One of the releases that caught the attention in more ways than one at this year’s CES in Las Vegas brings centuries-old meditation practices into the tech age.

This consumer wearable by Canadian tech start-up, Interaxon, aims to cash in on the renewed interest in mindfulness as well as meditation by allowing users to monitor their meditation practice in real time.

Muse was developed after a failed attempt to make devices that lets users move objects with their minds, Matilda-style. While Muse doesn’t exactly do that, it certainly allows users to move their own minds by training themselves in the practice of meditation.

How it works

Dubbed a “personal meditation assistant” by its creators, Muse is a device which users wear around their heads, allowing them to measure the brain’s electrical rhythms, while providing real-time feedback as they meditate.

CNBC reporter and lapsed meditator, Christina Farr, describes the experience as helpful to people that are intimidated by meditation.

“I felt a lot calmer after a few deep breaths. I heard the sound of rain in the background, which got louder when my mind jumped to an errand I needed to run after work (the louder the rain, Muse told me, the busier the mind). I pushed those thoughts away, concentrated on my breath, and after a few seconds, I was rewarded with the sound of a chirping bird (that meant, apparently, that I’d sufficiently calmed down),” says Farr.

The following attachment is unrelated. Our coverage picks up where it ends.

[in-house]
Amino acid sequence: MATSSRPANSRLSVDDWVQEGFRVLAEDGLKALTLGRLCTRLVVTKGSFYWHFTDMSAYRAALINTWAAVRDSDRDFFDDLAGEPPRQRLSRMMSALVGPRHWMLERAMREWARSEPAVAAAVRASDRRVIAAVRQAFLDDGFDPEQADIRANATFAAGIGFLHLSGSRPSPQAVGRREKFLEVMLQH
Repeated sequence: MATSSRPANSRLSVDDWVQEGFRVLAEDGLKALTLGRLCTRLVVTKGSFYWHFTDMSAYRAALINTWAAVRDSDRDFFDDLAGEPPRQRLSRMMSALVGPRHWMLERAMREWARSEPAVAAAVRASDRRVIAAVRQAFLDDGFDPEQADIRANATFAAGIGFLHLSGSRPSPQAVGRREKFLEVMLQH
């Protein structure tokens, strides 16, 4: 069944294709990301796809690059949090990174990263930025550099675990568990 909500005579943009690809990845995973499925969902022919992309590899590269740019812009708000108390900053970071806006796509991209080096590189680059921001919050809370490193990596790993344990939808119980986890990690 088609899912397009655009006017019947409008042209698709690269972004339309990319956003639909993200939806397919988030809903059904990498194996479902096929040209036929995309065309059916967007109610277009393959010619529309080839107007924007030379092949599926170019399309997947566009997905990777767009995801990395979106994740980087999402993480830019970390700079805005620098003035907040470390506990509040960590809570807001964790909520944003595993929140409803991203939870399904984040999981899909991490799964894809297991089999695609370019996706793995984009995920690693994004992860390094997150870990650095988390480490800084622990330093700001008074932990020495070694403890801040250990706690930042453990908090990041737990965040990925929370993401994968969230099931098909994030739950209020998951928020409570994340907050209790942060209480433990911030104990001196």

“After we wrapped up, I examined a graph on the Muse app that showed me how I did. I did see a few birds, which meant I’d reached a less anxious state a few times during the meditation. And I thought I noticed a correlation between the moments I felt calmer and the data I saw in the app, but it might have been coincidental.”

Muse uses stormy weather to let users know that their minds are jumping around too much to efficiently meditate, and lets them know they’re on the right track by letting the weather calm down. Muse’s accompanying mobile app also features guided meditations and a chance to review the progress made during sessions.

Muse’s latest incarnation, released at CES 2019, is the Muse 2. New features include the ability to monitor a wider range of health signals, including body movements and heart rate, as well as an expanded dashboard to track progress and more educational content.

While the health benefits of mindfulness and meditation – in terms of both physical and mental wellbeing – are well documented, it remains to be seen whether tech will replace or refine traditional meditation practices. Check out the video below to see Muse in action.

 

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